Anyone who knows me probably also knows that I am still very close to a handful of women I met in my hometown growing up. My best friends are permanent fixtures in my life, I have known all of them the same amount of time that I have known myself . As we have gotten older we have also found that we have each grown in so many different directions, yet I have truly been blessed to be able to maintain such strong relationships with each of them… to the point where they all surprised me by showing up together in my new home across the country. Talk about lucky. If there is one thing that has not changed since becoming a military wife years ago, it has been the love and support I receive from these women.
But truthfully some things for me personally have changed and I thought it would be cool to share some of that with those who are taking the time to read these posts (have I said thank you?) So here we go… five things that have changed since I became a military spouse:
- I am no longer attached to things. When you move a lot, you purge a lot. Sometimes things get misplaced, and you may never see it again, or it gets damaged during a move… and that has to be okay. After losing my wedding rings during a moving year (yes. I lost my wedding rings, the ring I wear now is actually the promise ring my husband gave me when I was sixteen- kind of perfect that it ended up being the ring I wear every day) I really learned that if something is special then it needed to be watched over and cared for with the utmost importance. Aside from those few items of significant emotional relevance, everything else can be replaced.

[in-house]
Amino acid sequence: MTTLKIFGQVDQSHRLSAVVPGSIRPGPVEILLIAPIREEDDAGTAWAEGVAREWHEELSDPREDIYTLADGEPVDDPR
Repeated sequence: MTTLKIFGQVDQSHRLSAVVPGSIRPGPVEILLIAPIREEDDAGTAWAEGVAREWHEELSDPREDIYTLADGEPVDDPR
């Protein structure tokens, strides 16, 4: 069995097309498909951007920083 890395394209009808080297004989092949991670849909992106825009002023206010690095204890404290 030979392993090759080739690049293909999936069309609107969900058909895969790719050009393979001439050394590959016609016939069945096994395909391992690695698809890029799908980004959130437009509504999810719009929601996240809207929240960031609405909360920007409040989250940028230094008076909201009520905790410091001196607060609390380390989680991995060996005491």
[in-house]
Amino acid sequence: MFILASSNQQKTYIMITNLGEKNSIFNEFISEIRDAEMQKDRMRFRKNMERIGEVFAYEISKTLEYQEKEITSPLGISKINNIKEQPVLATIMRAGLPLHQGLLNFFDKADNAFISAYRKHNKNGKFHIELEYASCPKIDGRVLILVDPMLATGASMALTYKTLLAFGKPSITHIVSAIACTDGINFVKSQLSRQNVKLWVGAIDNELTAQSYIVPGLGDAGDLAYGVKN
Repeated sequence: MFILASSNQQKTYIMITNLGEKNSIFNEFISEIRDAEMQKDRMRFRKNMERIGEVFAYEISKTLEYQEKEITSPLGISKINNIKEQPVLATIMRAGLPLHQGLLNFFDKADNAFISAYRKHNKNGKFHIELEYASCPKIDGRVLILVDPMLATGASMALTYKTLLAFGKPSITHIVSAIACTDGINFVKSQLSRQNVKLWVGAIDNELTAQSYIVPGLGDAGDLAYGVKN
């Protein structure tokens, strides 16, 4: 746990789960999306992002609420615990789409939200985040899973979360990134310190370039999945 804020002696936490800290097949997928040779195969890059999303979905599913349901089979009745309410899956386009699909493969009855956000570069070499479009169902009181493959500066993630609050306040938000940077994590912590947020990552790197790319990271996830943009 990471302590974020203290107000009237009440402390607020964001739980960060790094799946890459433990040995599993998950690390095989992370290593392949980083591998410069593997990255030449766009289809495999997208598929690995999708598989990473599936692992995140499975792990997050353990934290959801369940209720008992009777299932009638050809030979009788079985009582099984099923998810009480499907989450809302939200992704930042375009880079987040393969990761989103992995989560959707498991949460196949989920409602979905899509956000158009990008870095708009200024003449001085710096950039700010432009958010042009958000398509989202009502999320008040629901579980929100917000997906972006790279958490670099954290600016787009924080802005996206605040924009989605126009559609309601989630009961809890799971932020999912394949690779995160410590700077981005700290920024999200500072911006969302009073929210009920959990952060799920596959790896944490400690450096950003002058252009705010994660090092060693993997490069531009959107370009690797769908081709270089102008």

- You can find anything on craigslist or at thrift shops. Seriously. I have furnished and re-furnished our places and have only gotten better at it. It may take so much longer to complete the vibe or look you’re going for, but if you are patient and persistent there is gold to be found, my friends. In fact we are planning on picking up a World Market patio set that I found for dirt cheap in comparison to something brand new. People often times are desperate to get stuff out of their homes for a number of reasons (that’s been me before too, I sold an entire couch set for 100 dollars because we really just needed the room). Furnishing our homes this way also helps with any pesky attachment issues I might try to develop, plus my kids are likely gonna trash things anyway.
- Home is directly related to the amount of love in the house, and nothing more. I absolutely love to visit our home town, and nothing fills my heart like seeing my family and friends, but home is no longer a singular place for me. Don’t get me wrong- there are certain things that you can only get in our home state/town… liiiike Silver Ring (actually, cuban sandwiches/ food in general, and the people too, if i’m being honest), Publix subs, and that bath temperature gulf water, as a few examples. But aside from a few specific things, the idea of home in itself has turned into a feeling. It’s the kind of feeling that is experienced in your body, mind, and soul simultaneously. The more places you move to as a couple/ family, the more you come to know that as long as you have each other, you are home. I know, I know… it is super cliche’ and a little cheesy, but it is one hundred percent true for me.